To avoid it, take breaks during your workout so that you’re giving yourself a chance to cool down (and calm down), and you might want to take note of your surroundings as you exercise to find a perfect place to take that rest. If you’re out on a run and you know you’re going to sprint by a particularly awesome shade tree, as an example, you might want to make a mental note of that detail and give yourself a break at that stage in your run.
Just like the sun can have a negative effect on your skin, it can also negatively affect your eyes. One source reports that damage includes cataracts, but an ending —and worse—result can actually be the loss of sight (Vaughn, n.d.). These are not good things to have happen when you’re trying to better your health! To combat the issue, use sunglasses that are constructed to keep away damaging rays during these extended outdoor sessions. Choose options that will stay in place as you exercise for the best results, and never leave home for outdoor exercise purposes without them. Remember—health first!
While chafing might not be limited to outdoor exercise, the addition of humidity and sunlight that can come from the outdoor setting can certainly increase the chances of having to deal with this discomfort. Essentially, the wrong circumstances “can rub your skin raw” (Matt, 2016, “Exercise Rash/Chafing” section), like unsuitable clothing and rain. There are numerous ways to help in preventing this complication, and one of the most useful methods could be the addition of “moisture-wicking clothing” (Vaugh, n.d., “#5” section) that is effective against the problem. Petroleum jelly and powder are also good options to use before you head outside for your run, bike ride, or tai chi session to lessen your chances of having to deal with this complication (Caines, n.d.). While it might not be life-threatening, chafing can certainly be irritating, so it’s a solid thing to avoid.
Let’s be realistic here. You can sit in your own home and have your hands dry out. With that in mind, there’s no shock in noting that doing physical activities outside with the wind and sun pressing on you can lead to dry, damaged skin. One way to counteract this complication is to make sure that you stay hydrated, but a great strategy as well is to use some kind of moisturizer to help your skin maintain a healthier state (Vaughn, n.d.). You might also think of adding some Chap Stick to your list of exercise equipment to keep your lips from suffering that same dry fate. By noting this disadvantage to outdoor exercise and taking the right steps to correct it, you can keep your skin and lips as healthy and comfortable as they can be, even after you head back inside after your workout.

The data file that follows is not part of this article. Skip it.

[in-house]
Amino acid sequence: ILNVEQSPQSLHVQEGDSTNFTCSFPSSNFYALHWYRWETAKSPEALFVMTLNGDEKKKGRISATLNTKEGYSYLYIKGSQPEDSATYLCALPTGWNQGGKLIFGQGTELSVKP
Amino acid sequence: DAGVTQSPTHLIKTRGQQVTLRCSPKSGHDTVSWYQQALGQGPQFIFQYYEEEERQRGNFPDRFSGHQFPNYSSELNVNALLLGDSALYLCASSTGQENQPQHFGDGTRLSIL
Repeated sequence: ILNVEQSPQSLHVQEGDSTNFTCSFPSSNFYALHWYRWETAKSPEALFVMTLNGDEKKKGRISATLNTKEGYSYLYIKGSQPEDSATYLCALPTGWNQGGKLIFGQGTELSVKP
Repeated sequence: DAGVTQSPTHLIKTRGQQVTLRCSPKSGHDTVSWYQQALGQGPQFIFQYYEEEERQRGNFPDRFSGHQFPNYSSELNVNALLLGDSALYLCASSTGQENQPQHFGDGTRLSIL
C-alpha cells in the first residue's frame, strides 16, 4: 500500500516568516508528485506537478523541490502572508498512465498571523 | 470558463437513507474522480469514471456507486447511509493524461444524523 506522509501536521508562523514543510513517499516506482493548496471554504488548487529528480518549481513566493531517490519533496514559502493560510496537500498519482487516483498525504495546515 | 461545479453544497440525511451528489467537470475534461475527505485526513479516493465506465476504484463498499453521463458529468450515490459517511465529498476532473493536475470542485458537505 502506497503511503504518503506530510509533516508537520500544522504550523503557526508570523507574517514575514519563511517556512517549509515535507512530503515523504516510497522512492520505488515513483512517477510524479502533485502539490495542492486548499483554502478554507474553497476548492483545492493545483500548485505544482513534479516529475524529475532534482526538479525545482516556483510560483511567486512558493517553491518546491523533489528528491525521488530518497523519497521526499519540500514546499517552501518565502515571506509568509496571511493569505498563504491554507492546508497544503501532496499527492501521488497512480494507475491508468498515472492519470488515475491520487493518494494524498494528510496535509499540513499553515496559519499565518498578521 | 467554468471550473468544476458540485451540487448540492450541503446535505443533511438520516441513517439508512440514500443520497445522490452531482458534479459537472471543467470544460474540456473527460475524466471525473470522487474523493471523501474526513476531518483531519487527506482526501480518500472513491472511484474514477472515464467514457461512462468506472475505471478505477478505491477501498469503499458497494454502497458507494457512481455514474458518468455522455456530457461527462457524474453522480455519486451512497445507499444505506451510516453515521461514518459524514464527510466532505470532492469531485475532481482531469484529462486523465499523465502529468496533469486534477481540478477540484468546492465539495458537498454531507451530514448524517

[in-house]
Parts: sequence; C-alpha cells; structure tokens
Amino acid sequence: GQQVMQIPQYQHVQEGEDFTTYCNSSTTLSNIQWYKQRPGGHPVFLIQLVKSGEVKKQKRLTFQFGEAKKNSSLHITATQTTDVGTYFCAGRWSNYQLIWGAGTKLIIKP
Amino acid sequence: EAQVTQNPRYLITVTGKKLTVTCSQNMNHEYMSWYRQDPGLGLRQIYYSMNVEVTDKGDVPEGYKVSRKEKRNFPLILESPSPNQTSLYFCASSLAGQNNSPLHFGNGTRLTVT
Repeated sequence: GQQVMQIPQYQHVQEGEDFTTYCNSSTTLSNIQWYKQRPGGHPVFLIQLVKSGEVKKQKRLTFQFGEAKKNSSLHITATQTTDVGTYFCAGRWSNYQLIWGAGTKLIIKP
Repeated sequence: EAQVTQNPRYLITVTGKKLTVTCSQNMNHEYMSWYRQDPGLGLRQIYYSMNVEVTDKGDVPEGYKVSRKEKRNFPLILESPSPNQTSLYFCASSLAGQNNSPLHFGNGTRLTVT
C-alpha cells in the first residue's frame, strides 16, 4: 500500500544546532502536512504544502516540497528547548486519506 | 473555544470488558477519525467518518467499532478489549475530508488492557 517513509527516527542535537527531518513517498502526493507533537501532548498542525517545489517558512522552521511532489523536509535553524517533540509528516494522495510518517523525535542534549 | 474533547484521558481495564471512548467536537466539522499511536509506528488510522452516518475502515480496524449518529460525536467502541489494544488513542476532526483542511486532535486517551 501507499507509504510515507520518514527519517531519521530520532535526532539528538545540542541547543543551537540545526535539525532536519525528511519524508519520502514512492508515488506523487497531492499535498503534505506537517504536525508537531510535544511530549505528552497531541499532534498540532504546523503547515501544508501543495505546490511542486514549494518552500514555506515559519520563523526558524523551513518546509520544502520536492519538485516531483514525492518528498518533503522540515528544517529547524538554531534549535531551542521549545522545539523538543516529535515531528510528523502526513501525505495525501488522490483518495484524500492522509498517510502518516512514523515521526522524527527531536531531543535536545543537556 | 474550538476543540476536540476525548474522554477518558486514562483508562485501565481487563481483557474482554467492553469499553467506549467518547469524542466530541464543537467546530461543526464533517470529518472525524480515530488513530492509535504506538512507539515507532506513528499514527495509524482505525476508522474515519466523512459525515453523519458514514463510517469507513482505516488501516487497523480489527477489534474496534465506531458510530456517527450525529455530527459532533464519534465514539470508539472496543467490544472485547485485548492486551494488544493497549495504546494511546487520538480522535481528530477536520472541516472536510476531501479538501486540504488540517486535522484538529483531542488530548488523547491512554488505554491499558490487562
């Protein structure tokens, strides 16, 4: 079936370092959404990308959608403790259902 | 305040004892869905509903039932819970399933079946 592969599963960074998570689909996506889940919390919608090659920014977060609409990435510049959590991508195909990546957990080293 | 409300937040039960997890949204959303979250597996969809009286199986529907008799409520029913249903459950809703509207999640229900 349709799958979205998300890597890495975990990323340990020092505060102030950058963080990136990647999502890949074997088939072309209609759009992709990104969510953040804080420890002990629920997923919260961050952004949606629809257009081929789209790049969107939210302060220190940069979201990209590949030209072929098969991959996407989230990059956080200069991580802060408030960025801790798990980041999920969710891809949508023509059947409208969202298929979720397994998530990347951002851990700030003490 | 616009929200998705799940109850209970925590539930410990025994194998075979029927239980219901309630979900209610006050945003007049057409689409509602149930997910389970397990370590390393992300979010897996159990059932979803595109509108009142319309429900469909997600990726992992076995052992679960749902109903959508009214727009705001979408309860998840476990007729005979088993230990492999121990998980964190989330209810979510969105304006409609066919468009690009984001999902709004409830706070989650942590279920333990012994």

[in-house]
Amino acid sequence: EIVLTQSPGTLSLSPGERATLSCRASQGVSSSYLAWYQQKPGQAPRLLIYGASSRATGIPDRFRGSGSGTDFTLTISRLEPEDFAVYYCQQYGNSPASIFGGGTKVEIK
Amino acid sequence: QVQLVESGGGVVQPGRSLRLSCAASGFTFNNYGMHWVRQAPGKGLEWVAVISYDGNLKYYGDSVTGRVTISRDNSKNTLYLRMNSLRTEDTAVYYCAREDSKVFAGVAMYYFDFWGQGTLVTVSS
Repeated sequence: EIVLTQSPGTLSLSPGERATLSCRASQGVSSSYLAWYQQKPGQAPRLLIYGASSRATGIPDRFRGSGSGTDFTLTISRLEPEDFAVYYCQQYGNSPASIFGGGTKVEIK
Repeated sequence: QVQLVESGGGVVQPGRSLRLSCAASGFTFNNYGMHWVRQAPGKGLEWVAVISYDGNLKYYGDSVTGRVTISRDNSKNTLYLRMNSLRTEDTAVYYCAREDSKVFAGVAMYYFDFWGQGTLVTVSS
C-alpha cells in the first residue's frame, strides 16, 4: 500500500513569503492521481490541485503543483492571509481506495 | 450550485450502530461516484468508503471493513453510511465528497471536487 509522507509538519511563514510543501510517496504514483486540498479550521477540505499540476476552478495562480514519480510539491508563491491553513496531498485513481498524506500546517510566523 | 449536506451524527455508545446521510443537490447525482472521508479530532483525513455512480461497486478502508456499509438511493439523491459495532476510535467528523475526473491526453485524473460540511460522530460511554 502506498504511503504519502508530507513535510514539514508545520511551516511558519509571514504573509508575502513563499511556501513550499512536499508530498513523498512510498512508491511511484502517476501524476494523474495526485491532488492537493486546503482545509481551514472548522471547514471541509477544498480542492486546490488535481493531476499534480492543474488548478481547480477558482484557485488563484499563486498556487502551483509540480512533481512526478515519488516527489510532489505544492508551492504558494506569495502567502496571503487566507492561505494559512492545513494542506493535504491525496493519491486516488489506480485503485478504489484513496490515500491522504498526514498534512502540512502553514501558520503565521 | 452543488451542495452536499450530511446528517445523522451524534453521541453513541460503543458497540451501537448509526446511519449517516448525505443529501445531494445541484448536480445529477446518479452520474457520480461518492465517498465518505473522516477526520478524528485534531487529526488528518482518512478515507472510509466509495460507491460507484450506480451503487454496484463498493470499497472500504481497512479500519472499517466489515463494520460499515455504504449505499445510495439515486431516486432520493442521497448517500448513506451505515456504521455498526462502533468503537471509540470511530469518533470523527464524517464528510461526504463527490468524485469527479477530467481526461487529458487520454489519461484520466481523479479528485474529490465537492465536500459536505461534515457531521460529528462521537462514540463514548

Other Sun Concerns
Keep in mind that heat rashes and dry skin, while uncomfortable, are nowhere near the worst complications that could arise by exercising outdoors. Along with the previously mentioned danger of cancer, you could also suffer a heat stroke or become dehydrated, and all of these are conditions that could prove fatal. Be sure to keep yourself hydrated and rested throughout your exercise, and keep your time spent in the sun to a safe limit so that you aren’t stepping into heat stroke territory. Enjoying the day is fine, but do so with caution!
With little to no doubt, exercising outside can provide a variation that’s appreciated in the realm of your exercise routine, but always remember that taking your routine outside comes with additional health concerns that need to be addressed. Some of these concerns are passing, like chafing, but some can be fatal. For your temporary comfort and the longevity of your life then, be sure to take these concerns seriously and plan appropriately—then enjoy your outdoor workout!
Caines, K. (n.d.). How to Prevent Your Legs From Chafing During Exercise. HealthyLiving . Retrieved from https://healthyliving.azcentral.com/prevent-legs-chafing-during-exercise-4841.html
Kelly, D. (2015, July 17). Pro Tips For Protecting Your Skin While Working Out In The Sun. ESPN . Retrieved from http://www.espn.com/espnw/athletes-life/article/13300949/pro-tips-protecting-your-skin-working-sun
Matt. (2016, June 22). How To Avoid Exercise Rash And Other Fitness-Related Skin Conditions. FitStyleLife . Retrieved from http://www.fitstylelife.com/2016/06/avoid-exercise-rash-fitness-related-skin-conditions/
Vaughn, A. (n.d.). Outdoor Activities Affect Our Skin. Dermveda. Retrieved from https://www.dermveda.com/learn/fitness/exercise/ou…